There’s also a gorgeously lush, Middle Eastern-tinged, orchestrated theme for accordion, choir and percussion; a moody, windswept ballad with stark cello and bubbly clarinet; an apprehensive nocturne that sets accordion and trumpet over pillowy strings; an uneasy Balkan James Bond theme of sorts (Kostov gets a lot of film work); a tango-tinged piece for accordion and bassoon; a brief, bustling Keystone Kops theme that morphs into a surreal waltz; and a spacy miniature for solo accordion titled Univers. If we ever needed a reminder that some of the world’s most exciting music is coming out of the Balkans, this is it. Check out his bio page for all the projects he’s played with. And for what it’s worth, Reverbnation ranks Kostov and his ensembles as #2 among bands in Kavadarci, Macedonia, raising the intriguing question: who’s #1?

Magical Eastern European Sounds from Vasko Dukovski’s Amniotic Fluid

Vasko Dukovski is one of the world’s most highly sought-after clarinetists. He usually plays concert halls with orchestras and chamber ensembles. But the Macedonian-born reedman also has a passion for music from his native land, as well as Balkan and gypsy tunes. Earlier this year, he put out a deviously entertaining collection of droll folk-flavored themes under the name Amniotic Fluid, with eclectic percussionist Krume Stefanovski and powerhouse accordionist Jordan Kostov. It’s a pretty radical change from the classical and indie classical sounds that Dukovski is usually associated with, less of a display of sensational chops than imagination and wit.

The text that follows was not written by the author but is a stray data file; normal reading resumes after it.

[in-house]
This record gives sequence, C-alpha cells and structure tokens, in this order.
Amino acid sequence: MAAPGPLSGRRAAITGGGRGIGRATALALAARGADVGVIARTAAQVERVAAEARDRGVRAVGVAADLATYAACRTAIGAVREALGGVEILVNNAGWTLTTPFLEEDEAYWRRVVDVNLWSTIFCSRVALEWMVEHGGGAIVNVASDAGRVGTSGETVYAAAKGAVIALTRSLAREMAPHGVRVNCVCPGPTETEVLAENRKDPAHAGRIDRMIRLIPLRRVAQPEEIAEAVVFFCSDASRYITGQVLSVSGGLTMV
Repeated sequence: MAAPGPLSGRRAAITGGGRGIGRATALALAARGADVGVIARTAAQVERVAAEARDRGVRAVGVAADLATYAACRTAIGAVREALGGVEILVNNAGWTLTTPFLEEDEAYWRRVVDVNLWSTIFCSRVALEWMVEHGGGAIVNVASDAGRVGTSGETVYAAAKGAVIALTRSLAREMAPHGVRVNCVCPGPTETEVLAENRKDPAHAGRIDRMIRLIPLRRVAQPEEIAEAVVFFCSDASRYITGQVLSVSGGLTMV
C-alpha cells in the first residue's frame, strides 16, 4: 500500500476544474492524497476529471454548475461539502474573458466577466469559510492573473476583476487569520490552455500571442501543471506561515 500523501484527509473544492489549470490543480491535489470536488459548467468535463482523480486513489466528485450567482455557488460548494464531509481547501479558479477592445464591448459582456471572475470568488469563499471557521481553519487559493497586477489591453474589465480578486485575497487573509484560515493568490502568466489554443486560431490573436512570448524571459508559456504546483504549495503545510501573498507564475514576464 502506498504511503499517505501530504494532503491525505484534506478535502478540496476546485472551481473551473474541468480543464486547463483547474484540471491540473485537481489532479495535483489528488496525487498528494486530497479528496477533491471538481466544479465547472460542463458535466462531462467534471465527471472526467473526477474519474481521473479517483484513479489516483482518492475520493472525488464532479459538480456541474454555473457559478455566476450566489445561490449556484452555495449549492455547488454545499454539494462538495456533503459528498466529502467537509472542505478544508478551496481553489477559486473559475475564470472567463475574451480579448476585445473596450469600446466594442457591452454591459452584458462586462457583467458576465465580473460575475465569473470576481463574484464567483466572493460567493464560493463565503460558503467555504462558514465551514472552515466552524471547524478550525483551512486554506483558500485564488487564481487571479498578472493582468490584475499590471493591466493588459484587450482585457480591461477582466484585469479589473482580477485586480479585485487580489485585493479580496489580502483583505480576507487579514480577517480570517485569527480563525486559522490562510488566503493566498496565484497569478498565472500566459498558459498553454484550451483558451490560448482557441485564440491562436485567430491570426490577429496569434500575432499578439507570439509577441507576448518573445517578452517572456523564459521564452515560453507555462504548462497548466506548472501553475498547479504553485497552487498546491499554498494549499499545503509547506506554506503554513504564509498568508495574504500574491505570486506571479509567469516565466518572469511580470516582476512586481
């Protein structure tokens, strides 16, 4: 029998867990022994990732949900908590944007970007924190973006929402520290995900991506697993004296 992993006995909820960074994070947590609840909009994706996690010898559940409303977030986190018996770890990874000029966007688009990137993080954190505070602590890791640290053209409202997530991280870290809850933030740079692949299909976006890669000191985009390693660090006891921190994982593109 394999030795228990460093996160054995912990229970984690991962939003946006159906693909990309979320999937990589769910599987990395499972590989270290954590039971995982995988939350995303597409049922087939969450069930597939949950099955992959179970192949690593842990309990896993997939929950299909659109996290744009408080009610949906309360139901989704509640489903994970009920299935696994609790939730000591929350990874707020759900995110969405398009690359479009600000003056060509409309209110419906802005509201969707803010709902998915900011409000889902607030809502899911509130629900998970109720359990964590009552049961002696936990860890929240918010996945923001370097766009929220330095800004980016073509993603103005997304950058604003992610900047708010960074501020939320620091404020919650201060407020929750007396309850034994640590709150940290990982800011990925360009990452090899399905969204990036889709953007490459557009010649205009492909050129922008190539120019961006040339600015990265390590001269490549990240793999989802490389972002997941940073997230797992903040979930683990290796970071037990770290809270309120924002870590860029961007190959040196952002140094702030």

The songs are a mix of moody vamps and less serious ones: the titles, like Sta-Me-Na and China Express Around the World, pretty much give them away. On the lighter side, there’s the carefree groove Svirci Iz Kavadarci (The Bulgarian in Honolulu), a sarcastic Jimmy Buffett lost-in-the-Balkans tune. There’s Salsa’s Journey, which takes a sassy ready-get-set-go riff and develops it into a psychedelic thicket of multitracked clarinet and accordion, capped off with a long, brightly sailing Dukovski solo. And Bace Don’t Kraj is no relation to the Cure: it’s a live trip-hop theme that builds to an allusive noir jazz atmosphere, Kostov blazing through a rapidfire staccato solo over an endless series of tricky rhythmic changes.

The cinematic Cabaret Bombay begins with foghorn clarinet and then morphs from a march into jazzy trip-hop, while Chobarium is more ambient and suspenseful. Vatashkata interchanges brooding gypsy-flavored interludes with a long, lively Macedonian dance. Slinky as it is, Sloga Sarajevo (Peace Sarajevo) has an inescapably apprehensive undercurrent. Muv Let- Melburnshka Tresenica mingles a series of rapidfire clusters with nimble, echoey vibraphone, while the trio turn the traditional Flying Bulgar into a jaunty tango.

But maybe in keeping with the intensity that defines Dukovski’s work, the two best songs on the album are its darkest. Veseliot Oktopod (Cheerful Octopus) starts out with a series of tongue-in-cheek, cartoonish motifs and then turns surprisingly plaintive: clearly, this octopus has issues. And the absolutely creepy, phantasmagorical carnival theme Be Careful Children packs more menace in its barely two minutes than most horror-movie soundtracks. All this goes to show what kind of magic can happen when you put three of the most original players in Eastern European music together and see what they come up with from basically just messing around.